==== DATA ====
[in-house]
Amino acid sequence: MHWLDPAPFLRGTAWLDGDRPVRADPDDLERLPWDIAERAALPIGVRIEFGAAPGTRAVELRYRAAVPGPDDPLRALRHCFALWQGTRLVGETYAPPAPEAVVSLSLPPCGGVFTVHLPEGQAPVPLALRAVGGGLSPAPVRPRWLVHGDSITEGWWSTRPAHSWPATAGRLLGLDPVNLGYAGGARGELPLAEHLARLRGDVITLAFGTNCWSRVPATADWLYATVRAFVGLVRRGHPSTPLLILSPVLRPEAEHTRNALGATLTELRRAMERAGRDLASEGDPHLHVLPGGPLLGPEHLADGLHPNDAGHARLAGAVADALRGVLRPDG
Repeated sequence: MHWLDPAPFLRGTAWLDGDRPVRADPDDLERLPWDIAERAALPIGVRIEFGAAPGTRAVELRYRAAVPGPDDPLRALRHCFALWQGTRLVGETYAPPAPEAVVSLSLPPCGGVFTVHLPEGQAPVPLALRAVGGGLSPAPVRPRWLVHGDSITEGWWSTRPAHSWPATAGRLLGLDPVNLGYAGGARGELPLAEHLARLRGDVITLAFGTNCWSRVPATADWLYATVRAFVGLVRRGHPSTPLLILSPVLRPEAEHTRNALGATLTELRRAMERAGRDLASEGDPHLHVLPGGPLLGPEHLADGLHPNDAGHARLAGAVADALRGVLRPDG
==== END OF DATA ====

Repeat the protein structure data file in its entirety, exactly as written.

[in-house]
Amino acid sequence: MHWLDPAPFLRGTAWLDGDRPVRADPDDLERLPWDIAERAALPIGVRIEFGAAPGTRAVELRYRAAVPGPDDPLRALRHCFALWQGTRLVGETYAPPAPEAVVSLSLPPCGGVFTVHLPEGQAPVPLALRAVGGGLSPAPVRPRWLVHGDSITEGWWSTRPAHSWPATAGRLLGLDPVNLGYAGGARGELPLAEHLARLRGDVITLAFGTNCWSRVPATADWLYATVRAFVGLVRRGHPSTPLLILSPVLRPEAEHTRNALGATLTELRRAMERAGRDLASEGDPHLHVLPGGPLLGPEHLADGLHPNDAGHARLAGAVADALRGVLRPDG
Repeated sequence: MHWLDPAPFLRGTAWLDGDRPVRADPDDLERLPWDIAERAALPIGVRIEFGAAPGTRAVELRYRAAVPGPDDPLRALRHCFALWQGTRLVGETYAPPAPEAVVSLSLPPCGGVFTVHLPEGQAPVPLALRAVGGGLSPAPVRPRWLVHGDSITEGWWSTRPAHSWPATAGRLLGLDPVNLGYAGGARGELPLAEHLARLRGDVITLAFGTNCWSRVPATADWLYATVRAFVGLVRRGHPSTPLLILSPVLRPEAEHTRNALGATLTELRRAMERAGRDLASEGDPHLHVLPGGPLLGPEHLADGLHPNDAGHARLAGAVADALRGVLRPDG